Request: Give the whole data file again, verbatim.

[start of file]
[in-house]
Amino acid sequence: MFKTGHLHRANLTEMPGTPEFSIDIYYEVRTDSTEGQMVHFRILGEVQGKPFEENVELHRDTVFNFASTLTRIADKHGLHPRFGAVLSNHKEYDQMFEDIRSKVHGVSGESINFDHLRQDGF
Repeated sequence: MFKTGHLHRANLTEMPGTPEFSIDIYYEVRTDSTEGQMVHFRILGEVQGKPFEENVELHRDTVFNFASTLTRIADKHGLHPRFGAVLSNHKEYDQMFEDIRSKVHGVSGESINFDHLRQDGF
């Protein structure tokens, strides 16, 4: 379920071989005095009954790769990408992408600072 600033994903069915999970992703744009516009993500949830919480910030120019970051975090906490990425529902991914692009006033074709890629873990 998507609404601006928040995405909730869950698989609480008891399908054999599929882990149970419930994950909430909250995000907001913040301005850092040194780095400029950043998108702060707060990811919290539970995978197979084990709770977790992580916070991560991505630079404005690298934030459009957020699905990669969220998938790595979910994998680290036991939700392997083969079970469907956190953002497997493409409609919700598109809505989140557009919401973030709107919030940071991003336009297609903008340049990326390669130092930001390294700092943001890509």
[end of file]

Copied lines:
[in-house]
Amino acid sequence: MFKTGHLHRANLTEMPGTPEFSIDIYYEVRTDSTEGQMVHFRILGEVQGKPFEENVELHRDTVFNFASTLTRIADKHGLHPRFGAVLSNHKEYDQMFEDIRSKVHGVSGESINFDHLRQDGF
Repeated sequence: MFKTGHLHRANLTEMPGTPEFSIDIYYEVRTDSTEGQMVHFRILGEVQGKPFEENVELHRDTVFNFASTLTRIADKHGLHPRFGAVLSNHKEYDQMFEDIRSKVHGVSGESINFDHLRQDGF
């Protein structure tokens, strides 16, 4: 379920071989005095009954790769990408992408600072 600033994903069915999970992703744009516009993500949830919480910030120019970051975090906490990425529902991914692009006033074709890629873990 998507609404601006928040995405909730869950698989609480008891399908054999599929882990149970419930994950909430909250995000907001913040301005850092040194780095400029950043998108702060707060990811919290539970995978197979084990709770977790992580916070991560991505630079404005690298934030459009957020699905990669969220998938790595979910994998680290036991939700392997083969079970469907956190953002497997493409409609919700598109809505989140557009919401973030709107919030940071991003336009297609903008340049990326390669130092930001390294700092943001890509």